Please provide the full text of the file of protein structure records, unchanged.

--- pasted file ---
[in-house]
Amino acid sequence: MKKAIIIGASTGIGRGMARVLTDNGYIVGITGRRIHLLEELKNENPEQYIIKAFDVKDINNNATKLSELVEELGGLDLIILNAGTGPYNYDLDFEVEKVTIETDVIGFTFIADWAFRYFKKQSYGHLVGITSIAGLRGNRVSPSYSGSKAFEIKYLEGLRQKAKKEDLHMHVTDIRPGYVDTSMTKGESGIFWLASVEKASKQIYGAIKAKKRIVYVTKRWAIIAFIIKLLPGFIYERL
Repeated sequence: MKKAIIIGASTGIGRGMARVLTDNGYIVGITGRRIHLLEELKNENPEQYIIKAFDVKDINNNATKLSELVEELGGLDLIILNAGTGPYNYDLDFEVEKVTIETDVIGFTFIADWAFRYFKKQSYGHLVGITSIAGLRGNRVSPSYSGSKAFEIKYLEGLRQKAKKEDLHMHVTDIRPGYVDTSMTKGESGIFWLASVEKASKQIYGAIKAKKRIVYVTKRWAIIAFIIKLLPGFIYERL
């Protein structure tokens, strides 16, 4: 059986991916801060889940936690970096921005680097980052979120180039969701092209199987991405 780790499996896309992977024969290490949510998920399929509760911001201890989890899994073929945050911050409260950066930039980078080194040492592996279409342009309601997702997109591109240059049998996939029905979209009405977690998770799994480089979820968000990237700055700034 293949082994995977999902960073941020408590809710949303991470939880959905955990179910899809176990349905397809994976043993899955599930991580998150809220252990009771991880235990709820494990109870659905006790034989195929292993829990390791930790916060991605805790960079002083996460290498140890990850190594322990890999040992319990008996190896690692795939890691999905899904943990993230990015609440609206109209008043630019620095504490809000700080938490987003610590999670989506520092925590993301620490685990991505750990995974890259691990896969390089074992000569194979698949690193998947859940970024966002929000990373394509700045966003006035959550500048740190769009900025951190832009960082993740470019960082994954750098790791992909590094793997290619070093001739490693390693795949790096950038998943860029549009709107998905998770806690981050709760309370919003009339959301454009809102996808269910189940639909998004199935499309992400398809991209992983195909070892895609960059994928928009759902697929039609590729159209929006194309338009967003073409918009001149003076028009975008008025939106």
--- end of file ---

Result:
[in-house]
Amino acid sequence: MKKAIIIGASTGIGRGMARVLTDNGYIVGITGRRIHLLEELKNENPEQYIIKAFDVKDINNNATKLSELVEELGGLDLIILNAGTGPYNYDLDFEVEKVTIETDVIGFTFIADWAFRYFKKQSYGHLVGITSIAGLRGNRVSPSYSGSKAFEIKYLEGLRQKAKKEDLHMHVTDIRPGYVDTSMTKGESGIFWLASVEKASKQIYGAIKAKKRIVYVTKRWAIIAFIIKLLPGFIYERL
Repeated sequence: MKKAIIIGASTGIGRGMARVLTDNGYIVGITGRRIHLLEELKNENPEQYIIKAFDVKDINNNATKLSELVEELGGLDLIILNAGTGPYNYDLDFEVEKVTIETDVIGFTFIADWAFRYFKKQSYGHLVGITSIAGLRGNRVSPSYSGSKAFEIKYLEGLRQKAKKEDLHMHVTDIRPGYVDTSMTKGESGIFWLASVEKASKQIYGAIKAKKRIVYVTKRWAIIAFIIKLLPGFIYERL
């Protein structure tokens, strides 16, 4: 059986991916801060889940936690970096921005680097980052979120180039969701092209199987991405 780790499996896309992977024969290490949510998920399929509760911001201890989890899994073929945050911050409260950066930039980078080194040492592996279409342009309601997702997109591109240059049998996939029905979209009405977690998770799994480089979820968000990237700055700034 293949082994995977999902960073941020408590809710949303991470939880959905955990179910899809176990349905397809994976043993899955599930991580998150809220252990009771991880235990709820494990109870659905006790034989195929292993829990390791930790916060991605805790960079002083996460290498140890990850190594322990890999040992319990008996190896690692795939890691999905899904943990993230990015609440609206109209008043630019620095504490809000700080938490987003610590999670989506520092925590993301620490685990991505750990995974890259691990896969390089074992000569194979698949690193998947859940970024966002929000990373394509700045966003006035959550500048740190769009900025951190832009960082993740470019960082994954750098790791992909590094793997290619070093001739490693390693795949790096950038998943860029549009709107998905998770806690981050709760309370919003009339959301454009809102996808269910189940639909998004199935499309992400398809991209992983195909070892895609960059994928928009759902697929039609590729159209929006194309338009967003073409918009001149003076028009975008008025939106």